Volume 91, Issue 32

Friday, October 24, 1997

cliff hanger


FEATURES
 

Buy wise, bi gay

By Lisa Weaver
Gazette Staff

A recent episode of Ellen featured Ellen employing a plumber she had located in a gay and lesbian service directory. Viewers might ask – is this fact or fiction? Does such a thing really exist? And if it does, why?

Almost every major city across Canada offers services specifically aimed at homosexual clients. Everything from hairdressers to dog sitters to travel agents exist to serve the gay and lesbian community.

Several directories, like the one Ellen consulted, exist to aid one's search. On the Internet, GayCanada (http://www.gaycanada.com/) is a site listing services and gay-owned businesses in major cities, as well as very small towns, across the country. The Rainbow Book is an annually updated publication which lists gay and lesbian businesses across Canada and can be ordered from the site. Outside cyberspace, gay-friendly services can be found in the Yellowpages, or through publications, like London's HALO newsletter.

So, why the emerging trend in businesses directed mainly at homosexual clients? The obvious answer, stated by many business owners, is the gay and lesbian community prefers to deal with people who accept and understand their needs.

Rick Downey, of Arbor Memorial Services, says the funeral services he provides are no different than those offered by other businesses, but the treatment of clients is what differs. Downey says his business offers support by "allowing the gay community to grieve in the way they wish to without feeling they are being watched or judged." A 'gay-friendly' environment allows clients to grieve for their partners and lovers without having to refer to the deceased as simply a 'friend.'

The same idea is the basis for travel consultants aimed specifically at arranging holidays for gays and lesbians. Many vacation destinations offer resorts exclusively for homosexual travellers and travel agents are there to assist in arrangements as well as offer suggestions for dining, shopping and entertainment. Janice Prince is a gay and lesbian Travel Specialist for Carlson Wagonlit Travel in London. Prince offers services to travellers which may not be offered by mainstream travel agents, because of her business contacts and information resources. Discounted airfares and insurance packages as well as specialized services such as hotels with special provisions for HIV positive travellers are available. Prince believes in the need for business directories because "gay and lesbian people tend to deal with other people in the community for business."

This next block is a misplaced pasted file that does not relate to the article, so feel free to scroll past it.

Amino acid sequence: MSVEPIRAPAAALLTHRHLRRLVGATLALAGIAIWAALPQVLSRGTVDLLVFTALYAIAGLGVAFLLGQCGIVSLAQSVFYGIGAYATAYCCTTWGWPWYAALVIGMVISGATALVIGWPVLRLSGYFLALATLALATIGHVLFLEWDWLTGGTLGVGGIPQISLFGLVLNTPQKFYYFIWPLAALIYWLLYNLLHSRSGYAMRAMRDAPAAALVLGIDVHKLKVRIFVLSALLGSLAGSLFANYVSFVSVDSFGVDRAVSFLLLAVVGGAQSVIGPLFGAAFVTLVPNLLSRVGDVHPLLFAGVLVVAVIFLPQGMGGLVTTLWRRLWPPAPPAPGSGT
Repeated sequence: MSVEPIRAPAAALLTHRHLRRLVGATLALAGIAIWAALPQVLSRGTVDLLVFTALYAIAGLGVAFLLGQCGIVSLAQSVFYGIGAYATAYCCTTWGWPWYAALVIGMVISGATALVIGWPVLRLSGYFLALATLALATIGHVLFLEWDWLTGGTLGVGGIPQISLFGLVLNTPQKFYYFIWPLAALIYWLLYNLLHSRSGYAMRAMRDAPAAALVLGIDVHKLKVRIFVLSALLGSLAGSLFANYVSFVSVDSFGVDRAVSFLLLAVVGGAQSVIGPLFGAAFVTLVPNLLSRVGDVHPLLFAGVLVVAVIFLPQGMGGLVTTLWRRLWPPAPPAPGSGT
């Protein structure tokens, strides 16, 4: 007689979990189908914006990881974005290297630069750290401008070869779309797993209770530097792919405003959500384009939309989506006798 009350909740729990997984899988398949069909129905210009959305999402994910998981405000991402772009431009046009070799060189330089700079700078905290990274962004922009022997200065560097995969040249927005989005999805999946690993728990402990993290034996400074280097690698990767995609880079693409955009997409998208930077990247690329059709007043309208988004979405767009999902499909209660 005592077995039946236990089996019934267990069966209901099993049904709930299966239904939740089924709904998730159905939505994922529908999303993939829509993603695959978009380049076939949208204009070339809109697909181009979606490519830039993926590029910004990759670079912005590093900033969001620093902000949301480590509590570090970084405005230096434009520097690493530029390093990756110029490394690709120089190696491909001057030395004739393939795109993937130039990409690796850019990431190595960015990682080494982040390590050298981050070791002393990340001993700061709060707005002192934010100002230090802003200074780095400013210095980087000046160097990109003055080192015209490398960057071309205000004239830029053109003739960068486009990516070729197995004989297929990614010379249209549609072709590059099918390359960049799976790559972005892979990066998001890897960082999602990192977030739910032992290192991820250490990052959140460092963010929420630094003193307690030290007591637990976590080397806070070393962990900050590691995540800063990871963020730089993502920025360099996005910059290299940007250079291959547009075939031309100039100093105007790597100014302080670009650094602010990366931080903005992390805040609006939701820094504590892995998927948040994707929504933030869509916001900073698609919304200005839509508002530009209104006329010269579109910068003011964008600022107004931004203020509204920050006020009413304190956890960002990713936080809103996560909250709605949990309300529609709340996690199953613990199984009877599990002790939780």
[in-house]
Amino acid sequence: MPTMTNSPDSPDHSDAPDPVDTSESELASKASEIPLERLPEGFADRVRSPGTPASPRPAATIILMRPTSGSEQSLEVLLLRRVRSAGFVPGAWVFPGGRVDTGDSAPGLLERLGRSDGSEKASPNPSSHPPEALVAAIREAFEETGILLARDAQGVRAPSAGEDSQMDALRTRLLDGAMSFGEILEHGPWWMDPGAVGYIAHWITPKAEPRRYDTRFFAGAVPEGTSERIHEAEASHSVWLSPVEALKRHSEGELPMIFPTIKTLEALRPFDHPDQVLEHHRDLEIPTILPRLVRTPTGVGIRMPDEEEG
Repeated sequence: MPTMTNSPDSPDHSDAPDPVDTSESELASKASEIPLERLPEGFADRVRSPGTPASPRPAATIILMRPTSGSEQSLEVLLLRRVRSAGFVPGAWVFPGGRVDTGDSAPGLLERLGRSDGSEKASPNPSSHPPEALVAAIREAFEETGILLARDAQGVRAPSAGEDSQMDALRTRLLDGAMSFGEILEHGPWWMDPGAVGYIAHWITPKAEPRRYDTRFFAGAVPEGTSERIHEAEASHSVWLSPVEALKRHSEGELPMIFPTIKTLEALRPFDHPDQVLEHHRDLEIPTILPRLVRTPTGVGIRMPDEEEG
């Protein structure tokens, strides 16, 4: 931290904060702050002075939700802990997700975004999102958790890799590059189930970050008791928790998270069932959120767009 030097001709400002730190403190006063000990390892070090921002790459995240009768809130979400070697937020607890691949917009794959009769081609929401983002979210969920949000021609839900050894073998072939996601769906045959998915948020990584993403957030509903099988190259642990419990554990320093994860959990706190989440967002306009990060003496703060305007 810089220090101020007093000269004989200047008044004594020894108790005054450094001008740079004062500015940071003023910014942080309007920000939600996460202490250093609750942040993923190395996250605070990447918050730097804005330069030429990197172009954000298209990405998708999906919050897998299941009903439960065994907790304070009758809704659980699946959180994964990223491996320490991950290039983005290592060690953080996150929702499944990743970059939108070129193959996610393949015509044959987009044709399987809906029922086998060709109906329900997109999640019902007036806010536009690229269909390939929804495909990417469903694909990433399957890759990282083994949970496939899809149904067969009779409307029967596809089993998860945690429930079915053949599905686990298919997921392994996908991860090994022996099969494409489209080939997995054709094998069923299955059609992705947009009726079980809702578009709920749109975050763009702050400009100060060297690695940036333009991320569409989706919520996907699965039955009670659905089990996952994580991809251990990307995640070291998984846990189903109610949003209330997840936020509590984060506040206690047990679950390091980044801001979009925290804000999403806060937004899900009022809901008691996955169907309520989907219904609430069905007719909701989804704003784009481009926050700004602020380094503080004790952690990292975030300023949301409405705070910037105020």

The wide variety of businesses listed in directories also includes finance, real estate and law services. Mary DiSalvo is a financial planner who provides services for the gay and lesbian community because tax laws are different for same-sex couples. DiSalvo feels business directories are "essential for us to know that we are out there and we have a lot of talent." She explains that by patronizing homosexual businesses the community can "keep the money in the family."

The power network of the gay and lesbian service industry is definitely growing. With each business advertising itself as gay-owned and operated or gay-friendly, the community itself grows stronger.


To Contact The Features Department: gazfeat@julian.uwo.ca

Copyright The Gazette 1997